• TALES OF SYMPHONIA (2003)
  • TEMPLE OF ELEMENTAL EVIL (2004)
  • THE ELDER SCROLLS V: SKYRIM (2011)
  • THE GAME OF LIFE (2009)
  • THE SIMS Series (2000 – current)
  • TRADEWINDS: LEGENDS (2006)
  • ULTIMA VII: THE BLACK GATE (1992)
  • VAMPIRE: THE MASQUERADE – BLOODLINES (2004)
  • WORLD OF WARCRAFT: CATACLYSM (2010)

Of these 39 games, almost all of them are open-world or RPG’s of some sort, with an emphasis on the wide variety of what the player can do. Since sexuality is such an enormous part of our lives, reflecting this in the video game space is expected, but its specificity to the RPG genre is surprising. 33 of them were made in the last decade, and with the average age of a gamer being 31 or so, these games were being developed during gamers’ 20’s, about the time a person starts to have thoughts about their romantic future. As of 2010, the average age of someone coming out was 16 years old, a nine year drop from when ULTIMA VII was released. The vast majority of these games were also released in the 2000’s, when the idea of legalizing gay marriage became a national hot button issue.

What’s missing are the action, sports, and shooter genres, the three highest selling categories of games. Why do these games lack a variety of sexual identities? Maybe because those genres aren’t geared towards player customization or choices of this nature. I have a sneaking suspicion it’s because those genres sell the best on consoles. 60% of all gamers are men, with the three best selling games of 2012 being CALL OF DUTY: BLACK OPS 2, MADDEN NFL 13, and HALO 4 on consoles: sales speak for themselves. Men predominantly play console games, and since the majority of them are heterosexual, it’s a fair argument to say the games industry may just be simply responding to what they want. I’m not saying console players are homophobes (even though a half hour on XBox Live would probably convince you otherwise). I’m curious as to how a grim, realistic, console action shooter starring an openly gay man would be received. Since dudes tend to mack on girl-on-girl action, a lipstick lesbian main character is not exactly a revolutionary or earth-shattering concept. I’m talking about a gay action hero, not played for comedic effect, but just a part of his personality. Imagine CALL OF DUTY starring John Barrowman or Winston Cruz. That would be a hoot.

gay marriage video games
John Barrowman: “Someone call for a bland, chiseled white guy for the box art?”

Let me throws some stats at you. 1 out of every 5 PC games sold are RPG’s and more and more of them have openly gay characters and these new gameplay choices. This progressive attitude towards games is most likely due to the interconnectivity of the Internet and the PC space. PC gamers also tend to be obsessively internet based, and with the preponderance of social networks and multiplayer, we’re more open to differing and challenging opinions. Unfortunately, sometimes this can boil down to homophobic name-calling, but with this increased interaction comes exposure. Over a third of people who changed their minds on the subject did so because they knew someone who was gay. A new net-native generation is also supporting this new trend, with a whopping 8 out of 10 people under 30 supporting same-sex marriage. Homophobic behavior on the Internet, specifically social networks, often gets a harsh indictment and public scolding. Not so much on the console multiplayer, where gay gamers still experience constant harassment. XBox Live gets the most vitriolic coverage, mainly due to its popularity and voice chat capacity.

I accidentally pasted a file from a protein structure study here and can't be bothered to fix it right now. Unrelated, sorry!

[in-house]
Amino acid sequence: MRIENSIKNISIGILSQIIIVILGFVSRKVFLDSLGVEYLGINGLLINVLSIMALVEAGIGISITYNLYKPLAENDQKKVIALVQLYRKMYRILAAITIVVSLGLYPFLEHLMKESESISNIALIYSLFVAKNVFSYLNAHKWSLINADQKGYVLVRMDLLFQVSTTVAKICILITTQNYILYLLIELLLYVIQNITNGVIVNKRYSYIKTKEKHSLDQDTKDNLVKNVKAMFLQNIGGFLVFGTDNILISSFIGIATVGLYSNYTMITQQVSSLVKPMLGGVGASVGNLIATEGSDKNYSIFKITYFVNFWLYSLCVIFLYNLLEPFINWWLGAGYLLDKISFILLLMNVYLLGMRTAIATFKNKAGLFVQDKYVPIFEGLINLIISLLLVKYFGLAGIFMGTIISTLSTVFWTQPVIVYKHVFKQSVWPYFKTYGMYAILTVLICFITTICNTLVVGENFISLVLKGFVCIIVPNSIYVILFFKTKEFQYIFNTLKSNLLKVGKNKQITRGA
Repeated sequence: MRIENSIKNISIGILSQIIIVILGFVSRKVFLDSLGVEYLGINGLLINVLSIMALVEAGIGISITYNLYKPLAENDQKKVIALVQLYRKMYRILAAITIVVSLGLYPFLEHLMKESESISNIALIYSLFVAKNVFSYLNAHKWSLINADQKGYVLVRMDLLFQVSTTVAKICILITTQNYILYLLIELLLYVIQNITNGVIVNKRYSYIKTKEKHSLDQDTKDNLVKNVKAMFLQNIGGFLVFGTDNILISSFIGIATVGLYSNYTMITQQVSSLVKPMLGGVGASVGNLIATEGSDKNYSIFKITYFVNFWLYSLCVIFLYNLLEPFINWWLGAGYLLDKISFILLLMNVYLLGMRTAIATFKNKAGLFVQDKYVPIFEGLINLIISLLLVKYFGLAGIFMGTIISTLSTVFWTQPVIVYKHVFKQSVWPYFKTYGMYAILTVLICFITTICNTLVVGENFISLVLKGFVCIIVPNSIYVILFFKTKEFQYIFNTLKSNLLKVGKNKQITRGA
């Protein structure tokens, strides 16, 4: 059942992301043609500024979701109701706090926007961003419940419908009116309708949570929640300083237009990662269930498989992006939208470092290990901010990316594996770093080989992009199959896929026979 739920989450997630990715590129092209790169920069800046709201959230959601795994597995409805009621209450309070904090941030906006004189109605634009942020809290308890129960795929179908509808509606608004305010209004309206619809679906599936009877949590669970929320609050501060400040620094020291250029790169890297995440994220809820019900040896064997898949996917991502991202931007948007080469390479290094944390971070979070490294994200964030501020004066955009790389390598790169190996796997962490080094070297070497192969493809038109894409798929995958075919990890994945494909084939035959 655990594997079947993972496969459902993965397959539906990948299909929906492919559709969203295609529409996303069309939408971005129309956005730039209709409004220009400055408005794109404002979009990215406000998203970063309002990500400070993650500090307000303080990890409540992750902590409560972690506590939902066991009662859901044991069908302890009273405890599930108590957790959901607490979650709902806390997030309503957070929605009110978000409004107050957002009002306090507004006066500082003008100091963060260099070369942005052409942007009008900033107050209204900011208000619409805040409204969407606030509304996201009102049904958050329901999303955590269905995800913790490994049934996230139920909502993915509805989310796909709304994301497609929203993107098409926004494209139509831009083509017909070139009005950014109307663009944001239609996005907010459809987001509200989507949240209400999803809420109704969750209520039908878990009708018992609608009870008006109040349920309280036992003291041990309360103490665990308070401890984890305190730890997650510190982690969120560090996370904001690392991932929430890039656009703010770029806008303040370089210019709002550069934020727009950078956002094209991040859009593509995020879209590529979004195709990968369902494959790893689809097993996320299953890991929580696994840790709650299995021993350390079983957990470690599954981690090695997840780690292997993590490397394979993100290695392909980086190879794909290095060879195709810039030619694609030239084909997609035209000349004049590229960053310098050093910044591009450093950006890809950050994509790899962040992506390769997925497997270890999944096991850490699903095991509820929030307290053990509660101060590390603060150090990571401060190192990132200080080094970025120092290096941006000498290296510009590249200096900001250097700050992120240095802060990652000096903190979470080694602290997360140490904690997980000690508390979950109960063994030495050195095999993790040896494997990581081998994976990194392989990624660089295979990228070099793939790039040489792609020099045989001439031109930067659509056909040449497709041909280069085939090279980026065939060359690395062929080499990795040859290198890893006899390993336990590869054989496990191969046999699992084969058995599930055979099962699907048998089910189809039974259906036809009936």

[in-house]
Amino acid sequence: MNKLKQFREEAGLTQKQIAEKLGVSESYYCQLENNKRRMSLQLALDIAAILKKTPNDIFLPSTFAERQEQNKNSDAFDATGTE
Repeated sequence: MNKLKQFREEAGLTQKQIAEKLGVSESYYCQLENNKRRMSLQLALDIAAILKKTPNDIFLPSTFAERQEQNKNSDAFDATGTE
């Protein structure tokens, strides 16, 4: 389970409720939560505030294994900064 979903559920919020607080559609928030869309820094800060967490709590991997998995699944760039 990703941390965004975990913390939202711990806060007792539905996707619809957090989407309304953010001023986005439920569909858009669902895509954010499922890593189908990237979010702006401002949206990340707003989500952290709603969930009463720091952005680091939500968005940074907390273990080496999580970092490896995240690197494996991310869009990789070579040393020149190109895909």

Games reflect culture. Sure, there’s too much testosterone war-glorification going on, but with the rise of social games, mobile platforms, the resurgence of PC-led design innovation, and a whole new demographic of gamers themselves, we’re going to see a drastic change in the heroes we see on box art. Game publishers, always careful of changing trends, are becoming more vigilant about making sure a larger variety of lifestyles are represented. These are game aimed at gaymers at only 1% of the population, but the 80% of the gamers that approve of same-sex marriage. This is a smart business decisions, and due to public pressure to include these aspects of life, positive portrayals of same-sex couples are common and accepted now. The inclusion of legitimate same-sex relationships and gay marriage in video games is a welcome, albeit quiet, development that sort of snuck up on us. It was so naturally and casually placed in these games that we almost didn’t even notice. And when we did notice, like in MASS EFFECT 3 and SKYRIM, we said “Of course that should be in there. Duh.”

This week, the Supreme Court of the USA is going to decide on two landmark cases: the constitutionality of California’s Prop 8, and the legality of the Defense of Marriage Act (DOMA). Read up on them. This article’s featured image is a take on the Human Rights Campaign’s symbol of equality. Yet with all this outpouring of support, both of those cases could lose. It’s nice to see, that in a certain part of the virtual world, this is already a win-win.

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The Author

Carl Wilhoyte

Carl Wilhoyte

Carl Wilhoyte is the Video Games Editor of ScreenInvasion.com: a class warrior poet who writes about all things video games. He's sure everything is not under control and is not going to be okay. For a good time, follow his angry rants and smart thoughts on Twitter: @carlwilhoyte.